Lessons learned in France:

- The food is great, but you do still have to know where to go. And what to order - Erin and I went to a health food restaurant, where I scored a delicious chicken salad. Erin got an overcooked casserole with soggy rice salad. This might relate to point two...

- If you try to speak French, you really do get brownie points. I found everyone extremely polite and helpful, but I always tried to communicate in French and only used English when I absolutely couldn't get my point across any other way. Even Customs were reasonably polite and helpful - put it this way, I've still got a couple of bottles of cosmetics and I'm not entirely sure that I should have them!
In case I missed the lesson, I came across a small group of American tourists who were in a similar predicament to myself on my first day (missed their stop, trying to find their way back to their station). I mangled out some sort of explanation of my plight and got directions to a taxi rank. They communicated by shouting at everyone and were still standing outside the Metro station being rained on when I left.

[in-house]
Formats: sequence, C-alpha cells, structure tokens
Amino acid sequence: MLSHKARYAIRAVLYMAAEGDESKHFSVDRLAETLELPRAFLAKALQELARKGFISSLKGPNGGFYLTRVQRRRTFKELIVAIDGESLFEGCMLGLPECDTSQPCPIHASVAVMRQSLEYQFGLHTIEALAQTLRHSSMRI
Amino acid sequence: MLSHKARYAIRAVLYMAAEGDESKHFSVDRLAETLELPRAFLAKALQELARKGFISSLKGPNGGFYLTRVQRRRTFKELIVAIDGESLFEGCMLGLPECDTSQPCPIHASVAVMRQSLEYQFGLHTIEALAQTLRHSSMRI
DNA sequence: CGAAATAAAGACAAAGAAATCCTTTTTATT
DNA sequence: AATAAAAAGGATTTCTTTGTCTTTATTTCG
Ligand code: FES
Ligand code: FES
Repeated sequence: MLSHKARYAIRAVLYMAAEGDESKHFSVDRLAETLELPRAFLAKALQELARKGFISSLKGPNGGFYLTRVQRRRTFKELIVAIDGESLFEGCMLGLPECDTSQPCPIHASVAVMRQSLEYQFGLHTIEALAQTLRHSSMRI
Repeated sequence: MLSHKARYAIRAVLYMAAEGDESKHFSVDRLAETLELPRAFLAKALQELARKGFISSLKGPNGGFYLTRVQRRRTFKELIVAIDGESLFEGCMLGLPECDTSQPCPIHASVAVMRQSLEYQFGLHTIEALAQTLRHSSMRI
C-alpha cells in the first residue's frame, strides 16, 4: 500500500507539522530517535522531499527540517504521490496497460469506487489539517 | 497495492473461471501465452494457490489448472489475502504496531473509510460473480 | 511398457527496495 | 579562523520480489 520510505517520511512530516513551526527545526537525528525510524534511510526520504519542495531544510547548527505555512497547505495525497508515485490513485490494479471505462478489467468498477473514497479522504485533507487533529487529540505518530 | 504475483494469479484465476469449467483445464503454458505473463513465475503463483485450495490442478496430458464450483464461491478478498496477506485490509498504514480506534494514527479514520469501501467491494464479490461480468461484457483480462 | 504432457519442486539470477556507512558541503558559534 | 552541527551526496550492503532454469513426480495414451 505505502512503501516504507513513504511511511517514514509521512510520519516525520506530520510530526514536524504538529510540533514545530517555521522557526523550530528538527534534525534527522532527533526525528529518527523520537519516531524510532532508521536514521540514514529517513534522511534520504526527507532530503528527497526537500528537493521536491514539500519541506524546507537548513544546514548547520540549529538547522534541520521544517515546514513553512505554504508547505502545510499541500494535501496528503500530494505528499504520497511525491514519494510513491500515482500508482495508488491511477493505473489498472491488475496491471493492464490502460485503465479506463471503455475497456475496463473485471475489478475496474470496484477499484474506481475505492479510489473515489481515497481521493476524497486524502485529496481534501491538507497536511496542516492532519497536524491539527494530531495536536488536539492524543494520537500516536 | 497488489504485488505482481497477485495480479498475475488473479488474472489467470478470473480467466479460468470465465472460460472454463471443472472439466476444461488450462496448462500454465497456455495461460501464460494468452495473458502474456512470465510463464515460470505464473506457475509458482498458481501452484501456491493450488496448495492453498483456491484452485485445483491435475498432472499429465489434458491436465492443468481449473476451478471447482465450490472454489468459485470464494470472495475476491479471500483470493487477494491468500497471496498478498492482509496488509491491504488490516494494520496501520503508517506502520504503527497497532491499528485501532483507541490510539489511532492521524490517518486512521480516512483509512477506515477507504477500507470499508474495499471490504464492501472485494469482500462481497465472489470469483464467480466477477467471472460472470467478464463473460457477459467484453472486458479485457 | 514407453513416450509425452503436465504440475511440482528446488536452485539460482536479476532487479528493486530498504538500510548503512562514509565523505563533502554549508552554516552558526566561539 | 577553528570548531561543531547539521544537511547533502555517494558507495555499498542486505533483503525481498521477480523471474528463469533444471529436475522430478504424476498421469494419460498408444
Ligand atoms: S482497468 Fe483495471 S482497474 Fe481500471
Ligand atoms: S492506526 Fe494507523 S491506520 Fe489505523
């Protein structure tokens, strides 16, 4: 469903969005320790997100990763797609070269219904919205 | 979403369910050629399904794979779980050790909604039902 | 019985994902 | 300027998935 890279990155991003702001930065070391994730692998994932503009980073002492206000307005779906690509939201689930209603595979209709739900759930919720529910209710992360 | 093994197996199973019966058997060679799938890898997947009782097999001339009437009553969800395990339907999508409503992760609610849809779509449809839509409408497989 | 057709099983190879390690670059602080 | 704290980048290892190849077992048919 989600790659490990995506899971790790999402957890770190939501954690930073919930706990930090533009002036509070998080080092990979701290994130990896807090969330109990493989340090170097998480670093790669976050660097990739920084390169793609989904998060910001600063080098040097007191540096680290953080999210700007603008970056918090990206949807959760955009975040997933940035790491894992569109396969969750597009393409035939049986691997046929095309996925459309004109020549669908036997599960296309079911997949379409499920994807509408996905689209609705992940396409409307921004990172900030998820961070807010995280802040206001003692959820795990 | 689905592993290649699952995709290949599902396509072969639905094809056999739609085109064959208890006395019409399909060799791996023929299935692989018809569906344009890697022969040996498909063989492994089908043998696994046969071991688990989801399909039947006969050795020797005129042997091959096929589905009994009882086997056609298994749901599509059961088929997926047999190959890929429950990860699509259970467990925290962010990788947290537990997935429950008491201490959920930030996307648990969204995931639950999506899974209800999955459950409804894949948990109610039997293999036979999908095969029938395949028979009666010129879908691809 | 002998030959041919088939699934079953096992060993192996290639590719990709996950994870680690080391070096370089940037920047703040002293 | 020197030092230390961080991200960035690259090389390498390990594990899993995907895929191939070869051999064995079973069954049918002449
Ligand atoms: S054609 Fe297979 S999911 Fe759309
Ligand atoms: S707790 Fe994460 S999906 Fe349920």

- There are places in this world where a three room apartment (not three bedroom, three ROOM) is a pretty good score.

- Melbourne house prices are really insane, apartments on the Ile-St-Louis are about the same prices as premium Melbourne apartments (although they are possibly a bit smaller).

- Either French men have an entirely undeserved reputation for sleaziness or they have a better sense of self-preservation than they've been given credit for. Although I was on my own most of the time and identifiably a tourist (wearing jeans - big fashion no-no in Paris!), I didn't have any problems.
So much for my first experience of travelling somewhere where I can't speak the language fluently. It was nowhere near as scary as I thought and I reckon I'd be right to do it again. Although next time I'd like to speak enough French to ask the Customs for my bloody make-up back!!